Pivotal Turnkey = mmWave Solved
In 2016 there were 35 million households living in multiple dwelling units (MDUs) with that number set to expand in the coming years and mobile network operators have jumped on the opportunity to provide high-speed Fixed-Wireless Access (FWA) to these units. Pivotal Turnkey is an end-to-end solution for planning and deploying FWA on existing mobile mmWave networks. Operators rely on Pivotal Turnkey to expand and direct mmWave coverage from typically underutilized gNBs to nearby, qualified MDUs and single family homes.
In our Turnkey deployments we've faced a number of obstacles, but our mmWave ecosystem is uniquely designed to work around them by being adaptable. Below are some challenges we've faced in bringing high-speed 5G to buildings across the US. To learn more about Turnkey, visit Pivotalcommware.com/Turnkey.
Currently 50% of the commercial window sales and 80% of the residential window sales are low emissivity (low-E) glass. That presents a serious challenge for mmWave signals to penetrate indoors, especially since losses can vary widely based on glass thickness and type. One location showed a 24 dB loss difference between two windows that appeared to have the same type of low-E glass. The difference in thickness between the two windows was just 1/16" and it was the thinner window showing the worse loss at 41 dB.
Installers can't simply select a standard loss for Low-E — they have to measure, and that's where Turnkey installers shine. Pivotal has done extensive testing on Low-E glass and completed multiple deployments where Low-E posed a serious obstacle to FWA coverage. Low-E glass isn't the only point of entry and the beam from a Pivot 5G repeater can be pointed elsewhere. Low-E glass often coexists with clear glass, and even stucco and siding, which can have a loss under 10 dB, can be the path to bringing FWA indoors.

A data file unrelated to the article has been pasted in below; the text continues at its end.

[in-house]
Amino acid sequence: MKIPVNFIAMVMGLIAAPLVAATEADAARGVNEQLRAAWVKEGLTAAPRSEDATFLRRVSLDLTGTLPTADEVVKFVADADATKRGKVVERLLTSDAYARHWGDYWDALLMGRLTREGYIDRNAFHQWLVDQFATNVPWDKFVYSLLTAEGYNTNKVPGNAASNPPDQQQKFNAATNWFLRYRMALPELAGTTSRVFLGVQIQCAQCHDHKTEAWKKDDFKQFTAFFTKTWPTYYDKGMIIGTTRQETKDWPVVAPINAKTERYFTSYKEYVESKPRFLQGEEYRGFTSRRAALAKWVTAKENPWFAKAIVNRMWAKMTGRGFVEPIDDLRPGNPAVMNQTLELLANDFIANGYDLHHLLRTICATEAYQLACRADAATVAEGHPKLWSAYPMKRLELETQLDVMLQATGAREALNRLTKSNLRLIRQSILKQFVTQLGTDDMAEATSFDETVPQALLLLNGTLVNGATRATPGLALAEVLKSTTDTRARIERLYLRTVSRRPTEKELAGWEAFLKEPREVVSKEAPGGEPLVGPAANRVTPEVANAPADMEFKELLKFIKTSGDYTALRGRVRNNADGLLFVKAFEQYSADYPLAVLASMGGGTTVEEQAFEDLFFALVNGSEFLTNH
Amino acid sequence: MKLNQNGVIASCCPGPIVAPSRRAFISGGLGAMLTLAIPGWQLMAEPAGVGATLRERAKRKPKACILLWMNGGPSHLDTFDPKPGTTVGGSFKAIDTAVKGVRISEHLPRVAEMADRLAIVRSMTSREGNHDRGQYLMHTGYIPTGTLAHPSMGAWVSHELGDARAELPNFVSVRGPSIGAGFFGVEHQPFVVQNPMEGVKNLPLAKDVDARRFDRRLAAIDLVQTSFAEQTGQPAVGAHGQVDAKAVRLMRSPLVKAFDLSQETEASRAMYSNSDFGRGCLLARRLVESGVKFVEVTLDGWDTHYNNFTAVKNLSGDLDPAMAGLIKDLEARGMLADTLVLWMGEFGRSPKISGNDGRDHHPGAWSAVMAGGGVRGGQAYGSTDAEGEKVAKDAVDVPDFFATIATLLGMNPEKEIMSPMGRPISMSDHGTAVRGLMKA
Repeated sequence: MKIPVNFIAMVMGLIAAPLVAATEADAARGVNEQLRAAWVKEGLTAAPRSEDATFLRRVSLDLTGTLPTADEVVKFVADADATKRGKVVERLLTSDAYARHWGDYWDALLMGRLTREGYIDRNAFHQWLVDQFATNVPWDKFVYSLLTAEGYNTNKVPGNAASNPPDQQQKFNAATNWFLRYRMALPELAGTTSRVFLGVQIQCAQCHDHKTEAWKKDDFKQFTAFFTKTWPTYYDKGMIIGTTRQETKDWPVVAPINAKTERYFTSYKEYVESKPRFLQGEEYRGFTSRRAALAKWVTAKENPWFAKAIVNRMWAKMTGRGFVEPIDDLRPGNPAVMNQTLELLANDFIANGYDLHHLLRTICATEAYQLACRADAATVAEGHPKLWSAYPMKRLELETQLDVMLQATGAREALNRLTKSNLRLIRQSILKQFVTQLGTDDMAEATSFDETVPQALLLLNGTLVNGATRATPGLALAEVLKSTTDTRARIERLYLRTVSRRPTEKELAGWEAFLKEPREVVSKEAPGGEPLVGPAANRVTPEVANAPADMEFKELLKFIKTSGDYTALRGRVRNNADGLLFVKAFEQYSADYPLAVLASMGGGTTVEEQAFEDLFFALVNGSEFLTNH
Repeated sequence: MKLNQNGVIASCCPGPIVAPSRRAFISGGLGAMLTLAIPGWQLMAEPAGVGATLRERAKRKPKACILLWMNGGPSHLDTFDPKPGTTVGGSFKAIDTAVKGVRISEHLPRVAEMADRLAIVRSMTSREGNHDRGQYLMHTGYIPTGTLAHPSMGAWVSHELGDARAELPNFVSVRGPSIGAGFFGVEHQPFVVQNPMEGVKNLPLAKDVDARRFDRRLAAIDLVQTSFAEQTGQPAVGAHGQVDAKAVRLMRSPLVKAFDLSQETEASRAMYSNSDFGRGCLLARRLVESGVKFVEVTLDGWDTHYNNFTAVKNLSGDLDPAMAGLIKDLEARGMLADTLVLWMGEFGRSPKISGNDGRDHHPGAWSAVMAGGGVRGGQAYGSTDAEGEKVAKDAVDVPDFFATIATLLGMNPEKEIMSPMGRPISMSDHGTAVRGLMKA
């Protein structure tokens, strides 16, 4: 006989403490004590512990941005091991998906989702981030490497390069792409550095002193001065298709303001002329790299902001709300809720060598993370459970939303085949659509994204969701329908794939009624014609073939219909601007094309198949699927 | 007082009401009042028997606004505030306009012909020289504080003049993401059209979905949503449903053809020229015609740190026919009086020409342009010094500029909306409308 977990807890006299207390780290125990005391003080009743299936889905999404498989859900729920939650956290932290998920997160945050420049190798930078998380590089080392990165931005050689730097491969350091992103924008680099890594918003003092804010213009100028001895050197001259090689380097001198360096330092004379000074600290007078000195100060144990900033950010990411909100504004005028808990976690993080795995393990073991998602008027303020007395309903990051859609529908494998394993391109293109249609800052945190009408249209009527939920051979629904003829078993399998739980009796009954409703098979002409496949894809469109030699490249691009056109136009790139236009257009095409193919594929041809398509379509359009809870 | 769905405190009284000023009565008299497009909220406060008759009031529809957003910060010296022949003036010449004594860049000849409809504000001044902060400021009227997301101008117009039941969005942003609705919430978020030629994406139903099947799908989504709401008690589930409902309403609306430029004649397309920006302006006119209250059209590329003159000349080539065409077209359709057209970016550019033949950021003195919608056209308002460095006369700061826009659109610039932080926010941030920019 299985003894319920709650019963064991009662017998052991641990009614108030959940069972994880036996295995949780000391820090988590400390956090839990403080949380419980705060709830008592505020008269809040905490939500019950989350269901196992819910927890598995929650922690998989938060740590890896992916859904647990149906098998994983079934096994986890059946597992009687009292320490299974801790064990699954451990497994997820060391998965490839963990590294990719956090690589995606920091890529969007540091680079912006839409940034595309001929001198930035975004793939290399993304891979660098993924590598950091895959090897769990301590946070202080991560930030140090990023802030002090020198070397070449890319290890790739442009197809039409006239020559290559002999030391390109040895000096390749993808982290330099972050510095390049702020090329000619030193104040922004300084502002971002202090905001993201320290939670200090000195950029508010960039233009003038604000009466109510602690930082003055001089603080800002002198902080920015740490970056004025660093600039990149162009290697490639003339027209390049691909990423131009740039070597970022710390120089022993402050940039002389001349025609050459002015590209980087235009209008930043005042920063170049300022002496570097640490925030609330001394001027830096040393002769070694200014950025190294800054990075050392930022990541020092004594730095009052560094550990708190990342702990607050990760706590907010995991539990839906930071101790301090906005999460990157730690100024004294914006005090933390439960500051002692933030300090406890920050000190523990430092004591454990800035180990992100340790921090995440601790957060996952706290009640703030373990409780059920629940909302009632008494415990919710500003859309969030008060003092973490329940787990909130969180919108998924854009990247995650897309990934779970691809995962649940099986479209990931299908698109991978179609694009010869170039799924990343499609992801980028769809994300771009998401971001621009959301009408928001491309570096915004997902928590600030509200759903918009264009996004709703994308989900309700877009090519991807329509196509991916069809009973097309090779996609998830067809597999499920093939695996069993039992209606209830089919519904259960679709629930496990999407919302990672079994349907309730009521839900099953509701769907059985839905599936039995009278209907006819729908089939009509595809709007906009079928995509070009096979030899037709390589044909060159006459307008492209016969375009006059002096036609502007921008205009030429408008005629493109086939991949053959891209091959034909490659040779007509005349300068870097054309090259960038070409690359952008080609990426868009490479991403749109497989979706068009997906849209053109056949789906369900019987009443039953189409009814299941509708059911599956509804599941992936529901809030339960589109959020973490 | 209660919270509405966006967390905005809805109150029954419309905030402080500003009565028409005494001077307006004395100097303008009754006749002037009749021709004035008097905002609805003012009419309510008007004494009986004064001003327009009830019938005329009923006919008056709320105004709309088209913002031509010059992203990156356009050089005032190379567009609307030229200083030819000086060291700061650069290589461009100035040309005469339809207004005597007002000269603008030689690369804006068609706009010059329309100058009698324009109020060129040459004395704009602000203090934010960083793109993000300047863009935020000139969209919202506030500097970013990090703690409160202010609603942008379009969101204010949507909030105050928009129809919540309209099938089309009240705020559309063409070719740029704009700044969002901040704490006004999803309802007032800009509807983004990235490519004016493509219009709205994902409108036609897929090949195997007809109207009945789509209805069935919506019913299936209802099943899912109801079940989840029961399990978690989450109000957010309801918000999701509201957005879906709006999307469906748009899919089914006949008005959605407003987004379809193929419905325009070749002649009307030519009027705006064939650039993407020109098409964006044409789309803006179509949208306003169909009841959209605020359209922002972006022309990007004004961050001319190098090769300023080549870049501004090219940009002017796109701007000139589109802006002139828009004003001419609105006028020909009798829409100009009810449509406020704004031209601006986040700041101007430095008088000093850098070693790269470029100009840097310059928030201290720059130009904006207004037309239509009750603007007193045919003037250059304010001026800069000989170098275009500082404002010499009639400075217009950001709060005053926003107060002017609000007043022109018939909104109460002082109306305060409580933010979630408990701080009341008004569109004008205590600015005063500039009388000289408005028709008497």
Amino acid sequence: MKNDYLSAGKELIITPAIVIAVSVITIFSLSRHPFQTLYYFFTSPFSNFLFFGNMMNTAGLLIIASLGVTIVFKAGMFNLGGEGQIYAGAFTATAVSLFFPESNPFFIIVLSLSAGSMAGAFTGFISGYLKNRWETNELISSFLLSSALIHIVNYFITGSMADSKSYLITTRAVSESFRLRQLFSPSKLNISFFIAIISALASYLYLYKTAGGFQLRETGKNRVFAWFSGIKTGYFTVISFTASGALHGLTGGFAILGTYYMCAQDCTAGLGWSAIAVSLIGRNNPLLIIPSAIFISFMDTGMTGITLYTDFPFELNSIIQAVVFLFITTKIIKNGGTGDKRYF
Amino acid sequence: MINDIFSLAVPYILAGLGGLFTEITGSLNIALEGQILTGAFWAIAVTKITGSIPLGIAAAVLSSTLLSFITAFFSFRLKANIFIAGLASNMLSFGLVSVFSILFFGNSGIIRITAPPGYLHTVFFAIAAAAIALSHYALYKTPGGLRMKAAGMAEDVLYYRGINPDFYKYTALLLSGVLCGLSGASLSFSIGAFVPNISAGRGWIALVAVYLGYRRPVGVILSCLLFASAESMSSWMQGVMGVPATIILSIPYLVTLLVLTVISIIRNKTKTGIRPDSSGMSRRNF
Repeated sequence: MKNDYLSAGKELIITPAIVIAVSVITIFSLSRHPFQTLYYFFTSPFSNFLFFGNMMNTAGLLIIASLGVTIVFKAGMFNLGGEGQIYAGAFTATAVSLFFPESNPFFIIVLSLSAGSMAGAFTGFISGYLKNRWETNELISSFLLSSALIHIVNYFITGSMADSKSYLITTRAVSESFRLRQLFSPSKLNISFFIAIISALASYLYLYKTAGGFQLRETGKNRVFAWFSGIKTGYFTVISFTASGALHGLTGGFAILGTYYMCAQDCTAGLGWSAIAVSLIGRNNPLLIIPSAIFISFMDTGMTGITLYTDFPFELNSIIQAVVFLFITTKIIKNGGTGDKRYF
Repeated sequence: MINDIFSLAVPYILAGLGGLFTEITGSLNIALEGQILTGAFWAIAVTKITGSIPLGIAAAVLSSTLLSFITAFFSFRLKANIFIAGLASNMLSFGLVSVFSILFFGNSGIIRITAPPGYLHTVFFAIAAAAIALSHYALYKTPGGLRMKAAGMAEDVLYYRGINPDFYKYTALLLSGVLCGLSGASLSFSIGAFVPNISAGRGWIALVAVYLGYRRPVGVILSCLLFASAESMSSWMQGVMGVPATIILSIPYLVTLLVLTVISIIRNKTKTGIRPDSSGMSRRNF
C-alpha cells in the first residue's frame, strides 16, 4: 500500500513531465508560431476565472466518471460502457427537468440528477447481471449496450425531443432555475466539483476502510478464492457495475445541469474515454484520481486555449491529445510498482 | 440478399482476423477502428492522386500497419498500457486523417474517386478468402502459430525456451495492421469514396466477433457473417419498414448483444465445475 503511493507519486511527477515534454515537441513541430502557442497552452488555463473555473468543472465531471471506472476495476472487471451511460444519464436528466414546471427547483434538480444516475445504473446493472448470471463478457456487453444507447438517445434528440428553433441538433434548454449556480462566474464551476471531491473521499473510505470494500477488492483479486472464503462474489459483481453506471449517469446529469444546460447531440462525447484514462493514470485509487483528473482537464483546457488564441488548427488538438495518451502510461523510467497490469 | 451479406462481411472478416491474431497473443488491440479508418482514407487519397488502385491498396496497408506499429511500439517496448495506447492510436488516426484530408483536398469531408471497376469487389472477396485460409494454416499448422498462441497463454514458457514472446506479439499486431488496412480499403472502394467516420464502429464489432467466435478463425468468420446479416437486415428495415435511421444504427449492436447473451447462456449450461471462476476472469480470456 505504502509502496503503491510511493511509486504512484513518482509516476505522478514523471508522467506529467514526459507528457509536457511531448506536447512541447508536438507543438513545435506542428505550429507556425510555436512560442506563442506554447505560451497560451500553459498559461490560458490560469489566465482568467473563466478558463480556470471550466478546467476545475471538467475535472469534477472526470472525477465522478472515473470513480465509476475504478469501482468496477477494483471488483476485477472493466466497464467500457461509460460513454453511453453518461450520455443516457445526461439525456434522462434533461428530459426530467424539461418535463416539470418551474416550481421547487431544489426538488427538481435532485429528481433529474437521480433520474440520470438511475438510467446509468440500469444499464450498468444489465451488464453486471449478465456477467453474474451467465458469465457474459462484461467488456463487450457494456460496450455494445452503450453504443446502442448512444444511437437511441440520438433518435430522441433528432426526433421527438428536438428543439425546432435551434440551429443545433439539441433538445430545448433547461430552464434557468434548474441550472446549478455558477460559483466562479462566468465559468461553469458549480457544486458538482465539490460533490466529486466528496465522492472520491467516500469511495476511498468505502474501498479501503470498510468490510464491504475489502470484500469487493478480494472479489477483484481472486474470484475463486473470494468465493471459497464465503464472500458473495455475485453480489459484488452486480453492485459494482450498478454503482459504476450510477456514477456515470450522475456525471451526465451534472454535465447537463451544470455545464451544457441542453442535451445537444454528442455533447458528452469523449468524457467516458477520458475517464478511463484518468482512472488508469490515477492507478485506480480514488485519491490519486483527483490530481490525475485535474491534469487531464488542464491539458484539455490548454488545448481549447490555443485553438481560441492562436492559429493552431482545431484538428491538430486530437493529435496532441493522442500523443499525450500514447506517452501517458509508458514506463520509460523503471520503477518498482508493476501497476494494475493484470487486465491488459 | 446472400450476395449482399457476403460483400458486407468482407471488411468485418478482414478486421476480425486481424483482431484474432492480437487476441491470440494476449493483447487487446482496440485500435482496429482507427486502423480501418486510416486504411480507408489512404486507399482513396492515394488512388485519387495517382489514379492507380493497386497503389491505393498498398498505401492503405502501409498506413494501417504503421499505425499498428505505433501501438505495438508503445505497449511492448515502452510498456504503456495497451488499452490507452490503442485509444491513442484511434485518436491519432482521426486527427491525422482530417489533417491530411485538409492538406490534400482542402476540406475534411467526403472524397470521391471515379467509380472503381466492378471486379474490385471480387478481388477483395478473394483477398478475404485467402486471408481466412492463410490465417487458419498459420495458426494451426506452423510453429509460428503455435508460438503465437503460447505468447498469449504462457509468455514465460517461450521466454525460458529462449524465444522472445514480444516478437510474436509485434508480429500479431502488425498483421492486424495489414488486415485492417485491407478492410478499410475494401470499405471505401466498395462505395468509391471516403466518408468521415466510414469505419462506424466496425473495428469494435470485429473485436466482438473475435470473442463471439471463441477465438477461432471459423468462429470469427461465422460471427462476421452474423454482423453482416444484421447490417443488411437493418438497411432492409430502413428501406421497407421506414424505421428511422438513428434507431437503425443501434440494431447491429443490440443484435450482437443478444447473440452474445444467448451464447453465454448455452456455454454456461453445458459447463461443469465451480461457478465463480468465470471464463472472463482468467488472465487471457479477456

You can read some of our previous work with Low-E glass here.
gNBs and other small cells are large and permitting can take over a year, even if no additional fiber needs to be installed to connect to the gNB. Part of this problem is because the gNB's size and weight often requires the construction of a new pole or the replacement of an existing one.
Pivots don't require fiber and the installation process can be as little as three months, including siting and permitting, with the installation done in 90 minutes. Because each Pivot unit is a fraction of the size and weight of a gNB they can use a variety of existing pole types from traditional telephone poles to streetlights.
Our mounting equipment and our installation teams are versatile and aren't just limited to poles either. Our Use Cases page showcases some nontraditional Pivot installations.
gNBs are large and obvious out in the wild. In addition to the permitting issues of a larger device, many municipalities are averse to installing more gNBs because of the eyesore they create. Pivots have a much smaller footprint — both the donor and service unit of both generations come in at smaller than 25% of a cubic foot and weigh between 8 and 25 lbs depending on the installation type.
Not only do Pivots have a much smaller footprint, they can also be painted to match the color of the pole or the surrounding architecture. This has been a common request of municipalities who want any new installations to match either the color of the pole or the surrounding buildings.
To the left is a Pivot installed on a pole in front of an MDU. Even at close range the Pivot is barely visible.